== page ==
School of Arts and Humanities News

Barrett Collection Gift Expands Canvas for University’s Art Aspirations

Caspar Wolf’s View Across Lake Seeberg to the Muntigalm is part of the Barrett Collection, considered to be the largest and finest private collection of Swiss art ever formed.

Caspar Wolf’s View Across Lake Seeberg to the Muntigalm is part of the Barrett Collection, considered to be the largest and finest private collection of Swiss art ever formed.

The University of Texas at Dallas (UTD) announced the gift to the University of the Barrett Collection, consisting of over 400 works of Swiss art. It is the single-largest donation ever made to UTD as well as the largest gift of art to any school in The University of Texas System. This unparalleled collection of paintings, sculpture, drawings and prints is the only definitive collection of Swiss art outside of Switzerland and is considered the largest and finest private collection of Swiss art ever formed. With works dating from the late 14th through the mid-20th century, the Barrett Collection includes important pieces by every major artist born in Switzerland, from Caspar Wolf (1735-1783), the first painter of the Swiss Alps, to Cuno Amiet (1868-1961).

Recognized for its excellence in science, engineering and business, UTD has recently placed greater emphasis on the arts. With the creation of the Edith O’Donnell Institute of Art History in 2014, the University has fostered innovative research and graduate education in the history of art, embracing a global history of art that ranges across geography, chronology and medium. The gift of the Barrett Collection, which will be housed in a new Barrett Museum to be built on campus, will extend the vision for the O’Donnell Institute, attracting new scholars and expanding the role of the arts across the University.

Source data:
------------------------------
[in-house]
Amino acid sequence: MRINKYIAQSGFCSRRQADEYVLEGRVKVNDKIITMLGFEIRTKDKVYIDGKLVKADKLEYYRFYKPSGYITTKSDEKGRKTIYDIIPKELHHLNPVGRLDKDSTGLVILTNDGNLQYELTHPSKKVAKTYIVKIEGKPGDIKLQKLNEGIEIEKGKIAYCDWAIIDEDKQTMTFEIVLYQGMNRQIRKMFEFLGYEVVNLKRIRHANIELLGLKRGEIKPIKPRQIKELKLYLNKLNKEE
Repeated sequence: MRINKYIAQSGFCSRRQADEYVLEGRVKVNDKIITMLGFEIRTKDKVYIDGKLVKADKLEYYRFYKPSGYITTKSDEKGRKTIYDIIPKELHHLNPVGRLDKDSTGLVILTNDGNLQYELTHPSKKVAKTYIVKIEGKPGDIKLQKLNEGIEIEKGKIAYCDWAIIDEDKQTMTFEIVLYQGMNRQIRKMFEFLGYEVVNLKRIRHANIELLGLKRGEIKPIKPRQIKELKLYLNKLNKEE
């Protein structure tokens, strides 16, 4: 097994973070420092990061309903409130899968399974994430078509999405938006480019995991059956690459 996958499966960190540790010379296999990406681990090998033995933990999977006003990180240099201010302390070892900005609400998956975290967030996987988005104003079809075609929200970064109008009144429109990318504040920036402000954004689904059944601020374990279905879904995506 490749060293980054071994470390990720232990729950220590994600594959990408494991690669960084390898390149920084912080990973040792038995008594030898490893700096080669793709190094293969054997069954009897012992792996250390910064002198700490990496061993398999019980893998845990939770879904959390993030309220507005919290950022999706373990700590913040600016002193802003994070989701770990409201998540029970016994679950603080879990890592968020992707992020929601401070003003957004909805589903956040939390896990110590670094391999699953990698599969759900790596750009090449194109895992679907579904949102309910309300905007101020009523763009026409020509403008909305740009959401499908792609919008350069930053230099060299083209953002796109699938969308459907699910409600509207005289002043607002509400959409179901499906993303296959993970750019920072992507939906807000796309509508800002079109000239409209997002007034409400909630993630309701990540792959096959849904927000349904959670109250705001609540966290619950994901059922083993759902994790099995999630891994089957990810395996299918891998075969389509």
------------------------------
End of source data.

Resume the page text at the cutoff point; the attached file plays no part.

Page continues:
“The arts are an essential facet of any great university,” said Dr. Richard C. Benson, president of UTD. “I am grateful to the Barretts for this generous gift, which will catalyze the development of arts programs at the O’Donnell Institute at UTD and provide our students with direct access to an extraordinary collection.”

The collection was started in the 1990s by Dallas residents Nona and Richard Barrett. As a result of extensive travel in the country, they realized early on that, outside of Switzerland, Swiss art was widely unknown, underappreciated and undervalued. After an early visit to the collection of Mme. Monique Barbier-Mueller in Geneva, they made their first acquisition at Art Basel of a painting by Ferdinand Hodler. Relying on knowledge gleaned through research and their rapidly developing private library, along with guidance from curators, dealers and art historians, the Barretts have become the most knowledgeable American collectors of Swiss art of the past two generations. This has enabled them to build the present collection, often acquiring works before they reach the market. Since Nona’s death in 2014, Richard and his present wife, Luba, have continued to expand the collection.